Calculated based on number of publications stored in Pure and citations from Scopus
Calculated based on number of publications stored in Pure and citations from Scopus
Calculated based on number of publications stored in Pure and citations from Scopus
1977 …2023

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Personal profile

Research Interests

Professor Torkelson’s group research motivation is driven by two main desires: (1) to understand at a fundamental level how molecular-scale behavior of polymers relates to macroscale properties; and (2) and to engineer and optimize those polymer properties by tuning molecular-scale responses via dynamic chemistry, nanoscale confinement, chain architecture, and novel solid-state processing, among other methods. For example, the group has recently developed three simple dynamic chemistry approaches that allow for spent thermosets or crosslinked polymers to be recycled by melt-state processing into new crosslinked polymer products with full recovery of crosslink density and associated properties.

They are also developing a deeper understanding of how nanoscale confinement of polymers in thin films or in nanocomposites can lead to major changes in properties, including glass transition temperature (which can change by 50 degrees C or more), physical aging, stiffness or modulus, and diffusion, among others. In support of our research efforts, we have developed simple non-destructive characterization tools that allow us to characterize the gradient in behavior from a free surface or substrate/nanofiller. They are also doing fundamental research to understand how polymer architecture (e.g., cyclic or ring polymers, stars, hyperbranched polymers, brushes, bottlebrushes, etc.) and copolymer structure can modify the bulk and nanoconfined behaviors of polymers. In turn, we are using that understanding to engineer materials for improved performance. Finally, they are also pursuing novel, industrially scalable solid-state processing approaches to design and produce modified polymers, polymer blends, composites, and nanocomposites that cannot be produced by conventional melt-state processing. Their process is the solid-state analog of twin-screw extrusion and allows for much greater work to be done on the polymeric materials during processing. As a result, their solid-state process achieves dispersion levels as well as chemistries that are not attainable with melt-state processing methods.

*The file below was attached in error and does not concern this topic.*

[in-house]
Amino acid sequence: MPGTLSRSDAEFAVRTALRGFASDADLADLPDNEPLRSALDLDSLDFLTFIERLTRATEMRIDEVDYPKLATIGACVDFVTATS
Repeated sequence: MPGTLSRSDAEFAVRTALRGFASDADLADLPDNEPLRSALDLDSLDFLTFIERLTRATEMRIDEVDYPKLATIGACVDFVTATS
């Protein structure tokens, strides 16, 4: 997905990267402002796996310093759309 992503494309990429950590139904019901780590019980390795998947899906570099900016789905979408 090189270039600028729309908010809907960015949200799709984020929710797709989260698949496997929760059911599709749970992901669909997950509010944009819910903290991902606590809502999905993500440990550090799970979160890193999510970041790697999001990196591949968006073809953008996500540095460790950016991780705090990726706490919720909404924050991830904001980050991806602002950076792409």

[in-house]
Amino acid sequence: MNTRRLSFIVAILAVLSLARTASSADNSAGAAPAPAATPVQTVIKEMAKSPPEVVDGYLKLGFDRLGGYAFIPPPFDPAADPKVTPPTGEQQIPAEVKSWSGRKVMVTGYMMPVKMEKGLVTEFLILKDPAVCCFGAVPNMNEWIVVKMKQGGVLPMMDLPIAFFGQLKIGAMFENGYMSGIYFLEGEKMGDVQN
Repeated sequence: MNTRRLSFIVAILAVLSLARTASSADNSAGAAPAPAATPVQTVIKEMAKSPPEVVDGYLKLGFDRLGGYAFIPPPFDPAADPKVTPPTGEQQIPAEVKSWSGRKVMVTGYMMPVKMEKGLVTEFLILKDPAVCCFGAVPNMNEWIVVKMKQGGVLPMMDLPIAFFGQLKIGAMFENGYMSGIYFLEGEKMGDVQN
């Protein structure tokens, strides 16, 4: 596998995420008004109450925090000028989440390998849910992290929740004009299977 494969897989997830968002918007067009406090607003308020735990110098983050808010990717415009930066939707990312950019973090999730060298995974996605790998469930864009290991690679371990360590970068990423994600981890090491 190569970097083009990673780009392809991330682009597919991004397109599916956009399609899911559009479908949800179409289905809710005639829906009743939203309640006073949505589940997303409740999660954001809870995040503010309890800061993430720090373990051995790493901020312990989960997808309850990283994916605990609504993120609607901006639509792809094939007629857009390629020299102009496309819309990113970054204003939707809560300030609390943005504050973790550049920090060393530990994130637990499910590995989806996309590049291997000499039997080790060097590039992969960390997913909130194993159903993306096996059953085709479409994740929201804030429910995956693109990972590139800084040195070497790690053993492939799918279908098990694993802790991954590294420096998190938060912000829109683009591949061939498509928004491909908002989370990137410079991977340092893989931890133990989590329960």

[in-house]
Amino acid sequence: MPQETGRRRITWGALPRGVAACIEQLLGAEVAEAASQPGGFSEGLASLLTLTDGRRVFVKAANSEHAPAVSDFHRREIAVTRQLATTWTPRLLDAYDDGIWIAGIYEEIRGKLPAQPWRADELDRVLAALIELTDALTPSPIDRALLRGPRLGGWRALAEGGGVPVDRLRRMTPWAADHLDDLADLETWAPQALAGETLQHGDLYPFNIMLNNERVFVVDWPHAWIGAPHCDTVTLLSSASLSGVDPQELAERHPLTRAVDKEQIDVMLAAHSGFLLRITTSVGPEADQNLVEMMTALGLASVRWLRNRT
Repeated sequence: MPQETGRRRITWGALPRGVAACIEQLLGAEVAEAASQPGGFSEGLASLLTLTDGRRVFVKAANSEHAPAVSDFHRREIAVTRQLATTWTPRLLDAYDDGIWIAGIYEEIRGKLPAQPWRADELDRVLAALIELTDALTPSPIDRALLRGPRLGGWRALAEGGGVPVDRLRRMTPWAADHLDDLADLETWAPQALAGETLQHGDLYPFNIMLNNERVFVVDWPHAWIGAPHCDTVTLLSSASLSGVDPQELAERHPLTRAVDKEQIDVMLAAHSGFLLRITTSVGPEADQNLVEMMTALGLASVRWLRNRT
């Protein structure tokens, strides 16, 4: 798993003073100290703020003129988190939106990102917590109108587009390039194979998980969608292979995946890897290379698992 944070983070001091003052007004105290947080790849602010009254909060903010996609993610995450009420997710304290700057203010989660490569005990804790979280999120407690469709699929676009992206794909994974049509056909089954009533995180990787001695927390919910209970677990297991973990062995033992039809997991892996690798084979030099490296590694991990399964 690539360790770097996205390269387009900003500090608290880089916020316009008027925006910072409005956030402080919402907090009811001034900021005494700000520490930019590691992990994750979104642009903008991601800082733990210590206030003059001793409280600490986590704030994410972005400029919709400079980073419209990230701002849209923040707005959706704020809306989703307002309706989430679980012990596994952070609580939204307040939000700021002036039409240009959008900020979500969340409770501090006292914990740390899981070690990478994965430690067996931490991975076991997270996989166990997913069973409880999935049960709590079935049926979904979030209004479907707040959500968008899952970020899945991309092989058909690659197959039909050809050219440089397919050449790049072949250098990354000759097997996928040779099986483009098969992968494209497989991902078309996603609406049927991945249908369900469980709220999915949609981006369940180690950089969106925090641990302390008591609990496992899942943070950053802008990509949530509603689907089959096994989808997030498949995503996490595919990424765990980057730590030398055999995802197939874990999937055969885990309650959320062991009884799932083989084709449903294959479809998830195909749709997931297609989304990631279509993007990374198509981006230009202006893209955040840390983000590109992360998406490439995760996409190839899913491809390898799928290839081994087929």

Education/Academic qualification

Chemical Engineering, PhD, University of Minnesota Twin Cities

… → 1983

Chemical Engineering, BS, University of Wisconsin-Madison

… → 1978

Research interests keywords

  • Nanoscience and nanotechnology
  • Polymer science and engineering
  • Sustainability


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